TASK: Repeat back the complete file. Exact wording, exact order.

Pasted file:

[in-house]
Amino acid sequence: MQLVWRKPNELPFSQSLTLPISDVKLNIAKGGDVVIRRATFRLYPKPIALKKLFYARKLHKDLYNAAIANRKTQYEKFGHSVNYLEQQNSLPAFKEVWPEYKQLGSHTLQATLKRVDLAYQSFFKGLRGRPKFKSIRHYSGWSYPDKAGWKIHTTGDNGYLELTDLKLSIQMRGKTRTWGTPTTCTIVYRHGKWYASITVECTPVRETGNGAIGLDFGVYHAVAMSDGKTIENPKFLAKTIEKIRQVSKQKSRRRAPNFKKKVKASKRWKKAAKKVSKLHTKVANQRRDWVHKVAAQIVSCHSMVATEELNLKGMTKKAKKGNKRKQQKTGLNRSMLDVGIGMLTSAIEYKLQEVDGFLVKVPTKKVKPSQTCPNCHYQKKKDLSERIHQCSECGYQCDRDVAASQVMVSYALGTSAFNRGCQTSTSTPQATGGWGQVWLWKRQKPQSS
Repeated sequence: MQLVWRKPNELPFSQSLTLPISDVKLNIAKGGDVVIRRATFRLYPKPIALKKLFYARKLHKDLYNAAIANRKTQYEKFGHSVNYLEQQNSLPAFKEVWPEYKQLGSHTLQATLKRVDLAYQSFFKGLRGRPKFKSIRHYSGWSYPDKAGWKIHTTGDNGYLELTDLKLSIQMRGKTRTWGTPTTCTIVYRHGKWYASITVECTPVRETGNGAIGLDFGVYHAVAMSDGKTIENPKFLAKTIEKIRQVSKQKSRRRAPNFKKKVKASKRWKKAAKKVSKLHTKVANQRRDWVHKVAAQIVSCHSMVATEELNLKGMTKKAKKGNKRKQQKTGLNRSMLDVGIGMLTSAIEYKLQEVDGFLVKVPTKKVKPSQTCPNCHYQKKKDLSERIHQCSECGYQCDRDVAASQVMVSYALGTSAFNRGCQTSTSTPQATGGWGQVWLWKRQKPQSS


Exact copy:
[in-house]
Amino acid sequence: MQLVWRKPNELPFSQSLTLPISDVKLNIAKGGDVVIRRATFRLYPKPIALKKLFYARKLHKDLYNAAIANRKTQYEKFGHSVNYLEQQNSLPAFKEVWPEYKQLGSHTLQATLKRVDLAYQSFFKGLRGRPKFKSIRHYSGWSYPDKAGWKIHTTGDNGYLELTDLKLSIQMRGKTRTWGTPTTCTIVYRHGKWYASITVECTPVRETGNGAIGLDFGVYHAVAMSDGKTIENPKFLAKTIEKIRQVSKQKSRRRAPNFKKKVKASKRWKKAAKKVSKLHTKVANQRRDWVHKVAAQIVSCHSMVATEELNLKGMTKKAKKGNKRKQQKTGLNRSMLDVGIGMLTSAIEYKLQEVDGFLVKVPTKKVKPSQTCPNCHYQKKKDLSERIHQCSECGYQCDRDVAASQVMVSYALGTSAFNRGCQTSTSTPQATGGWGQVWLWKRQKPQSS
Repeated sequence: MQLVWRKPNELPFSQSLTLPISDVKLNIAKGGDVVIRRATFRLYPKPIALKKLFYARKLHKDLYNAAIANRKTQYEKFGHSVNYLEQQNSLPAFKEVWPEYKQLGSHTLQATLKRVDLAYQSFFKGLRGRPKFKSIRHYSGWSYPDKAGWKIHTTGDNGYLELTDLKLSIQMRGKTRTWGTPTTCTIVYRHGKWYASITVECTPVRETGNGAIGLDFGVYHAVAMSDGKTIENPKFLAKTIEKIRQVSKQKSRRRAPNFKKKVKASKRWKKAAKKVSKLHTKVANQRRDWVHKVAAQIVSCHSMVATEELNLKGMTKKAKKGNKRKQQKTGLNRSMLDVGIGMLTSAIEYKLQEVDGFLVKVPTKKVKPSQTCPNCHYQKKKDLSERIHQCSECGYQCDRDVAASQVMVSYALGTSAFNRGCQTSTSTPQATGGWGQVWLWKRQKPQSS